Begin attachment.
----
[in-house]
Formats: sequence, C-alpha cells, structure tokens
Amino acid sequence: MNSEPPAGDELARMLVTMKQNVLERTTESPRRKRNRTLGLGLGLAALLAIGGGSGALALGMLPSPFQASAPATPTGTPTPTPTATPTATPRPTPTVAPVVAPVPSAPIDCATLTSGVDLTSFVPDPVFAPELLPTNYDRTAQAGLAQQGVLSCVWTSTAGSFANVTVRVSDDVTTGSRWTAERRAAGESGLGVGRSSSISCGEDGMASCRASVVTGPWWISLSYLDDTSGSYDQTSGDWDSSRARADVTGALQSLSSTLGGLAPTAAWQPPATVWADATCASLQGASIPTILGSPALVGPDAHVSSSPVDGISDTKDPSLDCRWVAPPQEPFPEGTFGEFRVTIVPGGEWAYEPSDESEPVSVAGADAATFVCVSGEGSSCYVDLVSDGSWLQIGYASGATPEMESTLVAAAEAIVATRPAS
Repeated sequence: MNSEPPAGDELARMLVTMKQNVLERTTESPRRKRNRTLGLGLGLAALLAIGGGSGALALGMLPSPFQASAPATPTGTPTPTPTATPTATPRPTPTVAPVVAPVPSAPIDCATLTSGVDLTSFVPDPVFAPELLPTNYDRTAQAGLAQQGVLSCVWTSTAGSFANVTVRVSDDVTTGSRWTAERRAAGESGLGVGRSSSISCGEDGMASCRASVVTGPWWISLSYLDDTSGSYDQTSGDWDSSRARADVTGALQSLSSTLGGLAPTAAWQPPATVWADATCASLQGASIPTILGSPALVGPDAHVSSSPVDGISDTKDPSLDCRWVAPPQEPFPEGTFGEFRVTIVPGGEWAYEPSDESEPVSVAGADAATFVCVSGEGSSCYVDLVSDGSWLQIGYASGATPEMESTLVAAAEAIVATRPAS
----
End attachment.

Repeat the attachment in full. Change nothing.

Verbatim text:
[in-house]
Formats: sequence, C-alpha cells, structure tokens
Amino acid sequence: MNSEPPAGDELARMLVTMKQNVLERTTESPRRKRNRTLGLGLGLAALLAIGGGSGALALGMLPSPFQASAPATPTGTPTPTPTATPTATPRPTPTVAPVVAPVPSAPIDCATLTSGVDLTSFVPDPVFAPELLPTNYDRTAQAGLAQQGVLSCVWTSTAGSFANVTVRVSDDVTTGSRWTAERRAAGESGLGVGRSSSISCGEDGMASCRASVVTGPWWISLSYLDDTSGSYDQTSGDWDSSRARADVTGALQSLSSTLGGLAPTAAWQPPATVWADATCASLQGASIPTILGSPALVGPDAHVSSSPVDGISDTKDPSLDCRWVAPPQEPFPEGTFGEFRVTIVPGGEWAYEPSDESEPVSVAGADAATFVCVSGEGSSCYVDLVSDGSWLQIGYASGATPEMESTLVAAAEAIVATRPAS
Repeated sequence: MNSEPPAGDELARMLVTMKQNVLERTTESPRRKRNRTLGLGLGLAALLAIGGGSGALALGMLPSPFQASAPATPTGTPTPTPTATPTATPRPTPTVAPVVAPVPSAPIDCATLTSGVDLTSFVPDPVFAPELLPTNYDRTAQAGLAQQGVLSCVWTSTAGSFANVTVRVSDDVTTGSRWTAERRAAGESGLGVGRSSSISCGEDGMASCRASVVTGPWWISLSYLDDTSGSYDQTSGDWDSSRARADVTGALQSLSSTLGGLAPTAAWQPPATVWADATCASLQGASIPTILGSPALVGPDAHVSSSPVDGISDTKDPSLDCRWVAPPQEPFPEGTFGEFRVTIVPGGEWAYEPSDESEPVSVAGADAATFVCVSGEGSSCYVDLVSDGSWLQIGYASGATPEMESTLVAAAEAIVATRPAS